This drill had some trouble during our 1" spade bit test.
This drill had some trouble during our 1" spade bit test.
Credit: Jenna Ammerman

We were drilling holes in a 2x12 and the Black+Decker definitely was not happy in the slightest. It took a long time to drill the holes compared to the rest and was a bit of an overall struggle fest with this drill.

The LDX120C drove wood screws in just fine during testing.
The LDX120C drove wood screws in just fine during testing.
Credit: Jenna Ammerman

Driving


Our second set of evaluations are designed to test the driving performance of each drill when it came to installing fasteners, with this metric also accounting for 35% of the final score for each drill. We tested out the LDX120C with both wood screws and lag screws, awarding scores based on how quickly and easily it drove in these fasteners, as well as if it could set the heads properly. It again didn't do all that well compared to the burlier drills of the bunch.


This drill actually didn't do too bad with the normal wood screws — we used 3" long, #9 screws for this test to attach a pair of stacked 2x12s. It drives them into their full depth and sets the countersunk heads flush with the surface of the wood without struggling all that much. However, it definitely isn't the fastest at this, taking quite a bit more time than the top products.

The lag screw proved to be too much for the LDX120C. Luckily, light...
The lag screw proved to be too much for the LDX120C. Luckily, light users won't be trying to sink big lag screws like this.
Credit: Jenna Ammerman

Unfortunately, the ½" lag screw proved to be a bit too much for the LDX120C. We drilled a pilot hole through a 2x4 and into a 4x4 to drive the 5" long screw into it, but the LDX120C couldn't sink it to its full depth — no matter what we tried.

The LDX120C is simple to remove with the press of a button.
The LDX120C is simple to remove with the press of a button.
Credit: Jenna Ammerman

Battery Life


Moving beyond the drilling and driving performance of the Black+Decker LDX120C, we next rated and scored the battery life of this drill, as well as the time it takes to recharge. Additionally, we also awarded some bonus points if there were extra batteries included. Altogether, these account for 20% of the Black+Decker's final score. The LDX120C delivered another somewhat poor set of results. We used a 1.5 Ah battery when assessing the battery life of this tool.


To test out the battery life of each drill, we started each one with a full battery, then alternated between drilling three 1" diameter holes with the spade bit and driving in 16 of the #9 screws until the tool died. The best drills made it through over 10 cycles of this, while the Black+Decker didn't even make it through two. It made it through the first set but only drove in all the screws and drilled two holes in the second set before dying.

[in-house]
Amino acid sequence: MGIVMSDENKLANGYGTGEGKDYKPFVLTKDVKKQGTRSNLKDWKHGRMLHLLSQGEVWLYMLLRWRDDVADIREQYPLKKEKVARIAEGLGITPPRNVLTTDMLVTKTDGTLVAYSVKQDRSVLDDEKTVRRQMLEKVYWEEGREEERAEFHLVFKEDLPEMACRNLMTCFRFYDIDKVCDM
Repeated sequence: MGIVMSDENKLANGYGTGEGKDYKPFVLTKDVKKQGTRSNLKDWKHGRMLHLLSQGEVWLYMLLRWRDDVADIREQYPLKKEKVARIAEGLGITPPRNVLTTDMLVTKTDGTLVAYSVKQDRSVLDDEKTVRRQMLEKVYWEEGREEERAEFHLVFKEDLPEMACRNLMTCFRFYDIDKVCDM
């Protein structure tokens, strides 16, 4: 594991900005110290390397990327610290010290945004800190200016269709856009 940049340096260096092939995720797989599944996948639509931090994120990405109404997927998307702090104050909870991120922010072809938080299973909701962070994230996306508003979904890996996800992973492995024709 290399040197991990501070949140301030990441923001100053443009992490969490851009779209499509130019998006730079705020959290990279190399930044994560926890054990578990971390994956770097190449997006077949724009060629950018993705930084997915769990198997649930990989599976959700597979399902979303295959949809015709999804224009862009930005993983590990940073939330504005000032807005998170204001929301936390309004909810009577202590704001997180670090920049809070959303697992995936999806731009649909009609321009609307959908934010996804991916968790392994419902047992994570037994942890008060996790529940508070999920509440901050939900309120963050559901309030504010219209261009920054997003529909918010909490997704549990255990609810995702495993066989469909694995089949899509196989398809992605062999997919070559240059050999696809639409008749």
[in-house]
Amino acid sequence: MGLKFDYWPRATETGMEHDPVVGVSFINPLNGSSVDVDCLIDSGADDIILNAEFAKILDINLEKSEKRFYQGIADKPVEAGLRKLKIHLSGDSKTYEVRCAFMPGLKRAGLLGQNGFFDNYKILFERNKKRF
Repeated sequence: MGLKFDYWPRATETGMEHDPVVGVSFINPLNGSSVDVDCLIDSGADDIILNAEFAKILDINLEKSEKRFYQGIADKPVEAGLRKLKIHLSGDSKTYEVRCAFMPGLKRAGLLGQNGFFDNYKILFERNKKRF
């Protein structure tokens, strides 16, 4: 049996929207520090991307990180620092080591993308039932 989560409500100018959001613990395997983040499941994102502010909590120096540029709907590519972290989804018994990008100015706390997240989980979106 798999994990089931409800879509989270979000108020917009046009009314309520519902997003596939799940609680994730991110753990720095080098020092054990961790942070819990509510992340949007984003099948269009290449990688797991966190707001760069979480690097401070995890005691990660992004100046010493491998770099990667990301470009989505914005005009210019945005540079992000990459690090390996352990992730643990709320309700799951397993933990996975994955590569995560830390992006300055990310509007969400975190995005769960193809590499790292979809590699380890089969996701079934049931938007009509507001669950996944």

The LDX120C's 1.5 Ah battery also has one of the longest recharge times of the entire group, taking about 3.5 hours with the included charger. However, you can buy a fast charger separately if you really want to speed this up. This Black+Decker drill also only includes a single battery, but again, you can purchase extra batteries separately.

This drill doesn't come with a belt clip or adjustable torque...
This drill doesn't come with a belt clip or adjustable torque settings.
Credit: Jenna Ammerman

Convenience


For the last 10% of the total score for each tool, we looked at all the little things that make them more convenient and easier to operate. In particular, we looked at the maximum bit size that the chuck could accept, if there were different gears to maximize speed or torque, and how much each drill weighed, as well as if there is a belt clip, built-in light, battery indicator, and how easy it is to swap the batteries. The LDX120C did a bit better here, but it still wasn't awesome.


This drill lacks a belt clip and only has a single operating speed. It also has one of the smaller maximum chuck sizes, only able to hold something up to ⅜" of an inch, instead of the standard ½".

The LDX120C also lacks a battery status meter, but it is fairly easy to install or remove the battery. The locking mechanism is a good balance between holding the battery securely and allowing it to be easily released. This drill also is fairly lightweight, weighing a little more than 2.5 pounds. It also does have an integrated work light, but it is a little on the dim side.

Having the light above the trigger casts a weird shadow in your work...
Having the light above the trigger casts a weird shadow in your work area making it difficult to see what you are doing.
Credit: Jenna Ammerman

Value


If you are only doing light-duty tasks, then the LDX120C is a phenomenal value. There's no reason to spend more on a drill if you don't need more performance.

The LDX120C making its way through 16 gauge steel.
The LDX120C making its way through 16 gauge steel.
Credit: Jenna Ammerman

Conclusion


If you want a bare-bones tool that can handle light to moderate DIY projects without spending a ton of cash, then the Black+Decker 20V Max Drill/Driver LDX120C is an absolutely fantastic choice. However, it does have plenty of flaws and pales in comparison to the top products when it comes to drilling or driving performance. It's definitely on the underpowered side for DIY enthusiasts or professionals but is usually more than enough for the casual homeowner.

David Wise and Austin Palmer